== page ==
Use Operations Console with LAN connectivity . . 69 Protect Operations Console with LAN connectivity 69 Use the Operations Console setup wizard . . . . 69

    Chapter 9. Detect suspicious programs 71 Protect against computer viruses . . . . . . . 71

    Copyright IBM Corp. 1996, 2004 iii

  • Monitor usage of adopted authority . . . . . . 73 Limit the use of adopted authority . . . . . . 73

    Prevent new programs from using adopted authority . . . . . . . . . . . . . . 74

    Monitor usage of trigger programs . . . . . . 76 Check for hidden programs . . . . . . . . . 77 Evaluate registered exit programs . . . . . . . 78 Check scheduled programs . . . . . . . . . 79 Restrict Save and Restore capability . . . . . . 79 Check for user objects in protected libraries . . . 80

    Chapter 10. Prevent and detect hacking attempts . . . . . . . . . . . . . . 81 Physical security . . . . . . . . . . . . . 81 Monitor user profile activity . . . . . . . . . 81 Object signing . . . . . . . . . . . . . 82 Monitor subsystem descriptions . . . . . . . 83 Autostart job entries . . . . . . . . . . . 83 Workstation names and workstation types . . . . 84 Job queue entries . . . . . . . . . . . . 84 Routing entries . . . . . . . . . . . . . 84 Communications entries and remote location names 84 Prestart job entries . . . . . . . . . . . . 85 Jobs and job descriptions . . . . . . . . . . 85 Architected transaction program names . . . . . 86

    Architected TPN requests . . . . . . . . . 87 Methods for Monitoring Security Events . . . . . 88

    Part 3. Applications and network communications . . . . . . . . . . 91

    Chapter 11. Use Integrated File System to secure files . . . . . . . . . . . 93 The Integrated File System approach to security . . 93 Root (/), QOpenSys, and user-defined file systems 95

    How authority works . . . . . . . . . . 95 Print private authorities objects (PRTPVTAUT) command . . . . . . . . . . . . . . . 97 Print publicly authorized objects (PRTPUBAUT) command . . . . . . . . . . . . . . . 98 Restrict access to the QSYS.LIB file system . . . . 99 Secure directories . . . . . . . . . . . . 100 Security for new objects . . . . . . . . . . 100

    Use the Create Directory command . . . . . 100 Create a directory with an API . . . . . . 101 Create a stream file with the open() or creat() API . . . . . . . . . . . . . . . . 101 Create an object by using a PC interface . . . 101

    QFileSvr.400 file system . . . . . . . . . . 101 Network file system . . . . . . . . . . . 102

    Chapter 12. Secure APPC communications . . . . . . . . . . 105 APPC Terminology . . . . . . . . . . . 105 Basic elements of APPC communications . . . . 106 Example: A basic APPC session . . . . . . . 106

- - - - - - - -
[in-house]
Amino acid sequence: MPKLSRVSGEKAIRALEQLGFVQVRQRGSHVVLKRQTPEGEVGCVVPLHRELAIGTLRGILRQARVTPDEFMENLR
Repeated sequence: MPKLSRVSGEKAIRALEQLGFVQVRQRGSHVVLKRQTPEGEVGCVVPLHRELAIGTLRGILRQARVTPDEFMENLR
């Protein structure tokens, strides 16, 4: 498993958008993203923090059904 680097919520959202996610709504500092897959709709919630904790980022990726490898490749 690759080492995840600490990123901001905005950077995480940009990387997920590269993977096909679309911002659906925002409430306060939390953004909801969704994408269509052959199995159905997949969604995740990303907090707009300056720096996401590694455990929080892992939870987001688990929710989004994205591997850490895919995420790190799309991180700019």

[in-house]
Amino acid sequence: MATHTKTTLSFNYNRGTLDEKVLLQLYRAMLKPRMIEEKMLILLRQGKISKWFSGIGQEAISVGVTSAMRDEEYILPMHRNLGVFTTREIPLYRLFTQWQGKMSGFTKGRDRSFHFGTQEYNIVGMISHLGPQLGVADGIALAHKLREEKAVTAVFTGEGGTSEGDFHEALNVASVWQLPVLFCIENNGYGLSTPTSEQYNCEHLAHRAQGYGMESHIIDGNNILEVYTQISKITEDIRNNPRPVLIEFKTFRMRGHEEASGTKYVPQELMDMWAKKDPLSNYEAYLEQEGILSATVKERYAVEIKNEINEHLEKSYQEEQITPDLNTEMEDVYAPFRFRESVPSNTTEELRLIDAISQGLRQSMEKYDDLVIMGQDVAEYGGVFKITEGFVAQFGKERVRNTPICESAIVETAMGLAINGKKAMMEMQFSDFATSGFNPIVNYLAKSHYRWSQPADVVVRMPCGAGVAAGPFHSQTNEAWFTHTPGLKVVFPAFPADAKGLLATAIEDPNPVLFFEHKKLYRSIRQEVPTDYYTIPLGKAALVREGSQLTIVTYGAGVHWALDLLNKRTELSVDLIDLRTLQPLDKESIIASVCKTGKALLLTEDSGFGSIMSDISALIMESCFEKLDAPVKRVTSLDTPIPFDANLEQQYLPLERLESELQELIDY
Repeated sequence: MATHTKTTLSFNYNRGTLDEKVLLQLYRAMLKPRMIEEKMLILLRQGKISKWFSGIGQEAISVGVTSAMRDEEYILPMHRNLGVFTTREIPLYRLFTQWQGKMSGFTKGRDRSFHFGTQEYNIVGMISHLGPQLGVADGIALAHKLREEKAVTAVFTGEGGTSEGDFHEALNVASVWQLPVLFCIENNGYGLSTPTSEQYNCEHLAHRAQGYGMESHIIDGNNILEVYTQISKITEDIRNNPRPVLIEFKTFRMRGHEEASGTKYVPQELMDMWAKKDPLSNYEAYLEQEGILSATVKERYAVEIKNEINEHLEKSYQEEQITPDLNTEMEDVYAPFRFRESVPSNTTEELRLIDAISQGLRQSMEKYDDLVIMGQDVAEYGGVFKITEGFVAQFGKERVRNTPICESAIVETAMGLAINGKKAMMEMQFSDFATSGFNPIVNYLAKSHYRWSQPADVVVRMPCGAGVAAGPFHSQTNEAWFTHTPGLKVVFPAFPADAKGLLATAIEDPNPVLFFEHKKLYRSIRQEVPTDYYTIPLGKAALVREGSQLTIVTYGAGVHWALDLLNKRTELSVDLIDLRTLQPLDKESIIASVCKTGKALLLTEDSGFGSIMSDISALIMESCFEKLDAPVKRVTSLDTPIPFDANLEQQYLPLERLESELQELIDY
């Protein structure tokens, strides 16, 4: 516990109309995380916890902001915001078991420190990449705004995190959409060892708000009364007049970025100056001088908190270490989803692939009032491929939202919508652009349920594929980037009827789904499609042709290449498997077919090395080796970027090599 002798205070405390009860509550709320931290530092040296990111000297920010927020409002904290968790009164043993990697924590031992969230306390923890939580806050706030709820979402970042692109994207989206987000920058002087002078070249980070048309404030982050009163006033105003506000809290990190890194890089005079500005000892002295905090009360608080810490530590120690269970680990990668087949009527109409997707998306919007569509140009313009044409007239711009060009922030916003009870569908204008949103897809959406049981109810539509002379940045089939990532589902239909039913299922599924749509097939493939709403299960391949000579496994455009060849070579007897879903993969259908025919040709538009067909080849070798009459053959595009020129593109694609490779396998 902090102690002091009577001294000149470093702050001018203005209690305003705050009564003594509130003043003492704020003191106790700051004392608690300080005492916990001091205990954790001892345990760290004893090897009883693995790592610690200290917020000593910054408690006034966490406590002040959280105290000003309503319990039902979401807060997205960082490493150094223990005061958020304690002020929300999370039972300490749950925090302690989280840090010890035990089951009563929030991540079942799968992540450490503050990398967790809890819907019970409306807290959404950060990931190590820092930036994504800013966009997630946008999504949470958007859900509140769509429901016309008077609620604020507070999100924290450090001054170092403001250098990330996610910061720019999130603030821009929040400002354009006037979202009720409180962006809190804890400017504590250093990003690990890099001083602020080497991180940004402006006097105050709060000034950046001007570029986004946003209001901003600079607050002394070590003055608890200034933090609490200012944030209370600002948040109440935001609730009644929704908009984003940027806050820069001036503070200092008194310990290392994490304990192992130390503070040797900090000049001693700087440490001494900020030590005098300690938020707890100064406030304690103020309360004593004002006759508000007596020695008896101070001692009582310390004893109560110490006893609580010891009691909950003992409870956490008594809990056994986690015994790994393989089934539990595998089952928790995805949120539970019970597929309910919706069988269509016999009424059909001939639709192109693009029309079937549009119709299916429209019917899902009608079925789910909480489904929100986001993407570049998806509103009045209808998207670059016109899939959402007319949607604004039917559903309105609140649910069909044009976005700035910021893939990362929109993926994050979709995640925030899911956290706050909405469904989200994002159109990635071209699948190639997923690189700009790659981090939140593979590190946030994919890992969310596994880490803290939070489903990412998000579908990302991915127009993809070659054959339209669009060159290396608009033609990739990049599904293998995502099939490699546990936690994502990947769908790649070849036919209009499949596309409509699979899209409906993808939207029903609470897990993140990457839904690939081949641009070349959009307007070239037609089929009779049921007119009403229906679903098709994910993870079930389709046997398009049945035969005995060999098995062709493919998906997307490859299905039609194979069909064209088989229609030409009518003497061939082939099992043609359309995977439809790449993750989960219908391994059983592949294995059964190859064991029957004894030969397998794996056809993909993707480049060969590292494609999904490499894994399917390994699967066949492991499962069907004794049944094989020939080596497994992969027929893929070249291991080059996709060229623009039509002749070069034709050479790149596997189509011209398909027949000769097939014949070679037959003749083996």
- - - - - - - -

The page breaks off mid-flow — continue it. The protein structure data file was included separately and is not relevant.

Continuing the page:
Restrict APPC sessions . . . . . . . . . 106 APPC user access to the target system . . . . . 107

    System methods for sending information about a user . . . . . . . . . . . . . . . 107 Options for dividing network security responsibility . . . . . . . . . . . . 108

    Target system assignment of user profiles for jobs 109 Display station passthrough options . . . . . . 110 Avoid unexpected device assignments . . . . . 112 Control remote commands and batch jobs . . . . 112 Evaluate your APPC configuration . . . . . . 112

    Relevant parameters for APPC devices . . . . 113 Parameters for APPC controllers . . . . . . 115 Parameters for line descriptions . . . . . . 116

    Chapter 13. Secure TCP/IP communications . . . . . . . . . . 117 Prevent TCP/IP processing . . . . . . . . . 117 TCP/IP security components . . . . . . . . 117

    Use packet rules to secure TCP/IP traffic . . . 118 HTTP proxy server . . . . . . . . . . 118 Virtual Private Networking (VPN) . . . . . 118 Secure Sockets Layer (SSL) . . . . . . . . 119

    Secure your TCP/IP environment . . . . . . 119 Control which TCP/IP servers start automatically . . . . . . . . . . . . 120

    Security considerations for using SLIP . . . . . 121 Control dial-in SLIP connections . . . . . . 122 Control dial-out sessions . . . . . . . . 124

    Security considerations for point-to-point protocol 125 Security considerations for using Bootstrap Protocol server . . . . . . . . . . . . . 126

    Prevent BOOTP Access . . . . . . . . . 126 Secure the BOOTP server . . . . . . . . 127

    Security considerations for using DHCP server . . 127 Prevent DHCP access . . . . . . . . . . 128 Secure the DHCP server . . . . . . . . . 128

    Security considerations for using TFTP server . . 129 Prevent TFTP access . . . . . . . . . . 129 Secure the TFTP server . . . . . . . . . 130

    Security considerations for using REXEC server 131 Prevent REXEC access . . . . . . . . . 131 Secure the REXEC server . . . . . . . . 131

    Security considerations for using RouteD . . . . 132 Security considerations for using DNS server . . . 132

    Prevent DNS access . . . . . . . . . . 132 Secure the DNS server . . . . . . . . . 133

    Security considerations for using HTTP server for iSeries . . . . . . . . . . . . . . . . 134